Scuba gear. I originally planned this trip around completing our open water diver certification, but I simply didn’t end up falling in love with scuba diving like I was hoping and decided not to continue the training for now. More on that later, but I didn’t end up needing the wetsuit I brought for our open water checkout dives.

Trip Regrets

We spent the week watching kite surfers on the water behind our house and it looked like so much fun. But it also looked like a steep learning curve, and that week was really just carved out for pure and utter relaxation, so we decided not to put the effort into much of anything beyond floating in the pool, eating, and drinking. I wish we had at least attempted it though! We’ve decided we would love to go back to this exact spot and stay a week or longer, so next time we will definitely sign up for some lessons.

Reasons To Go Back

See above re: kite surfing and…I would like to stay at that amazing house again!

Favorite Photos

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Moving Pictures: Honduras

Speaking of flying a drone in Honduras, I also took some video with the DJI Mavic Pro! (And also the GoPro and my point-and-shoot.) Granted, I’m still learning about video filming and editing, and I’m definitely still learning to shoot video with a drone, but I’m pretty excited about how this little video turned out.

Note: This post contains affiliate links. If you purchase something through one of my links, I may earn a small commission at no extra cost to you. Thank you so much for reading and for your support!

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Flying a Drone in Honduras

Our trip to Honduras in April was my first opportunity to travel with the DJI Mavic Pro since I purchased it, so I thought I’d write a little bit about the process of traveling with a drone and share some of the images I took with it. (All photos in this post are from my trusty little Mavic.)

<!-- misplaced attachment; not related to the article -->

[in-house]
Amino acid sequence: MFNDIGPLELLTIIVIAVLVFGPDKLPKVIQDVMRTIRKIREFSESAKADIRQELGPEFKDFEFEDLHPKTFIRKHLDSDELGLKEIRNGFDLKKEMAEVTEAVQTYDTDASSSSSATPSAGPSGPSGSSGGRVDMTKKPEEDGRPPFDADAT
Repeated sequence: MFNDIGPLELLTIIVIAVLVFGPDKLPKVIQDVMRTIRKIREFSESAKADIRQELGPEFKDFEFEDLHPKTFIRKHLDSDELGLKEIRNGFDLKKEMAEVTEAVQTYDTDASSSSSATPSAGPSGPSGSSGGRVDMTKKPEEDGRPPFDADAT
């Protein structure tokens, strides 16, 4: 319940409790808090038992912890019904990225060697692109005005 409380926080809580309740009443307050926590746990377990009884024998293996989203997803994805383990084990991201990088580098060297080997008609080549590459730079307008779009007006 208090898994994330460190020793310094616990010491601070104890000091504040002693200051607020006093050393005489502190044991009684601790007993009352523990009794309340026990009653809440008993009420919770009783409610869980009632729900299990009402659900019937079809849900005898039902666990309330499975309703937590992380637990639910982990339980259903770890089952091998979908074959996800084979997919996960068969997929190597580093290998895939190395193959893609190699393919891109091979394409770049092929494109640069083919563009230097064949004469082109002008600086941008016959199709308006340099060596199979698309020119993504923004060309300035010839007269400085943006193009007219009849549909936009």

I actually bought the drone before we left for our trip to Peru last summer, but I didn’t yet feel confident about flying it at home let alone in another country, so I decided not to bring it despite all of the amazing photo opportunities we would have had with it. And then our next trip after that was to New York, where my understanding is that drones are pretty much a no-no in the entire city. The whole reason I settled on the DJI Mavic Pro, though, was for its highly portable design, so I’ve been itching to take it somewhere scenic. Enter Roatan, Honduras!

So my first order of business before packing the drone was to research the country-specific guidelines and laws for entering the country with a drone and for flying an unmanned aerial vehicle, or UAV. I have no interest in breaking any rules and ending up starring in an episode of Locked Up Abroad. I’m a very law-abiding traveler.

Simply doing a search on “drone laws Honduras” provided enough sources to verify their general drone laws, such as not flying over people or large crowds, respecting people’s privacy, and stay out of areas like airports and military facilities. We follow their same guidelines here in the United States plus some additional laws, so after some thorough reading I felt comfortable packing the Mavic in my carry-on camera bag and heading off to Honduras.

Law review, check. Next up: general safety. The Mavic operates on Lithium-ion Polymer batteries and since they can (very rarely!) be hazardous, I purchased a LiPo safety bag and port covers for extra safe transport of the batteries. For anyone wanting to travel with a drone, keep in mind that LiPo batteries are not allowed to be packed in your checked baggage, so you’ll need to plan to carry them on with you. The fire resistant safety bag keeps the batteries contained if they should short-circuit and spark. I also read that the batteries travel best if they’re partially or mostly discharged, so I let them drain before the trip.